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Grad students rally against House tax bill

Graduate students and other interested parties gathered on Founders Plaza to protest the House bill that would tax students' tuition scholarships. Photo: Meredith Forrest Kulwicki

By SUE WUETCHER

Published November 30, 2017

How many people have car payments?

How many buy groceries and gas for their cars?

Many in the crowd of more than 100 graduate students — and some faculty members — raised their hands when asked those questions yesterday during a rally in Founders Plaza.

A graduate student gets at the heart of the protesters' argument. Photo: Meredith Forrest Kulwicki

Communication graduate students Robert McIntosh and Daniel Lee told the crowd that those car payments, groceries and gas will be “taxed away” if the tax bill approved recently by the House of Representatives becomes law.

The rally in Founders Plaza, and another planned at the same time on the South Campus, were organized to spread awareness of, and voice opposition to the proposed tax bill, which would eliminate the current federal tax waiver on college and university tuition waivers — UB uses the term “scholarship” instead of “waiver” because UB still must fund the tuition to SUNY — and include the value of that scholarship as taxable income in addition to students’ stipends.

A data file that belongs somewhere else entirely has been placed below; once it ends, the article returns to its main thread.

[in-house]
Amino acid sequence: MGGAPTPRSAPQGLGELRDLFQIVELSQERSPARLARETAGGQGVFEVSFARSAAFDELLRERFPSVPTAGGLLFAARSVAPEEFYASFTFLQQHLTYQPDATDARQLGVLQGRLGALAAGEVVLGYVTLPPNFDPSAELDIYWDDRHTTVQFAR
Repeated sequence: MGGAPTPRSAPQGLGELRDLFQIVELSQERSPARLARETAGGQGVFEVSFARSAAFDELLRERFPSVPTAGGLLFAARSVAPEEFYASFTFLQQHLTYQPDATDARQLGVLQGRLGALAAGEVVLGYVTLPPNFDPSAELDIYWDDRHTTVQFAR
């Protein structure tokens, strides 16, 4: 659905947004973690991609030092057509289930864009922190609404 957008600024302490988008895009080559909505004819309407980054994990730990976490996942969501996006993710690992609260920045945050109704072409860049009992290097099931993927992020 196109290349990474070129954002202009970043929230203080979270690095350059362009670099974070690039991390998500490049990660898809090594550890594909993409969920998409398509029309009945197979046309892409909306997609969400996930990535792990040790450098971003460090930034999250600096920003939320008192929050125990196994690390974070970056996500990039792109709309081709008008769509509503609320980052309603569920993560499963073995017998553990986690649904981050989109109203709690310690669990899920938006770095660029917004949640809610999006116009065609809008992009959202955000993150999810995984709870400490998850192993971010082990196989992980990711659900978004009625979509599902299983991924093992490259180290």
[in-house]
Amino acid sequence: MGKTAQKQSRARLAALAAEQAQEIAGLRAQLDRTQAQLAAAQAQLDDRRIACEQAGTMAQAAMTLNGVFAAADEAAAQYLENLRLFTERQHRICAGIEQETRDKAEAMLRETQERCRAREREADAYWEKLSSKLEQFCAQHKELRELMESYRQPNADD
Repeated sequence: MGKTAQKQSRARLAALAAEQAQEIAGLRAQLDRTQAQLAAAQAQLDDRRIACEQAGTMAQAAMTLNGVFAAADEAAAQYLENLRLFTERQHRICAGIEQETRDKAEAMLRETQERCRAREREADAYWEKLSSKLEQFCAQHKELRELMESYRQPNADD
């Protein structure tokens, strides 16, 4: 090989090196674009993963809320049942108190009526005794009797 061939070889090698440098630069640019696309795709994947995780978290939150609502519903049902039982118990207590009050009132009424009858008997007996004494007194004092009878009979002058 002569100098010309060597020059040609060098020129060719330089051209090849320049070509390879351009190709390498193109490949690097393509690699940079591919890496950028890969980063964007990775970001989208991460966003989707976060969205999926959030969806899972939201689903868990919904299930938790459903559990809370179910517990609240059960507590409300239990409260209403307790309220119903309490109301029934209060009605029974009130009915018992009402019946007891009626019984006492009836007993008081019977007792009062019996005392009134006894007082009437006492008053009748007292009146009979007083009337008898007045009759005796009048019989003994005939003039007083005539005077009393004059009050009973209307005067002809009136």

Slightly more than 1,400 UB graduate students receive full-tuition scholarships, typically $10,870 per student per year. The annual stipend students are awarded averages about $18,000.

Including the scholarships as taxable income would dramatically increase students’ tax burdens and could affect their ability to stay in school, rally organizers say. In fact, a number of students at the rally raised their hands when Lee and McIntosh asked if anyone would have to leave school if the tax bill was enacted.

English professor Barbara Bono offers her support to those attending the rally. Photo: Meredith Forrest Kulwicki

Lee also noted that as bad as the tax bill is for New York State residents, its impact will be even more harmful for out-of-state residents and international students, who pay a higher tuition rate than state residents.

The rallies at UB were part of the national #gradtaxwalkout event staged by graduate students at campuses all over the country yesterday to protest the GOP tax proposal.

UB and a number of national organizations, such as the American Association of Universities and the Council of Graduate Schools, are advocating for the removal of the part of the Tax Reform Bill that taxes graduate student tuition.

In a statement on behalf of the university, Graham Hammill, vice provost for educational affairs and dean of the Graduate School, said UB is very concerned about the impact of the tax bill on UB graduate students.

Taxing these scholarships will cut into the annual stipend graduate students are awarded and means that fewer students will attend graduate school, Hammill said, adding that those who do attend are at risk of accumulating more debt as they complete their degrees. 

“Taxing graduate students will prove to be a disincentive to completing graduate degrees,” he said. “The overall effect will be a reduction in highly educated people in this country, which will affect our overall ability to be competitive as a society.”

President Satish Tripathi personally called Rep. Chris Collins last week to talk about removal of the part of the tax reform bill that taxes graduate student tuition, and to stress the university’s objections to it.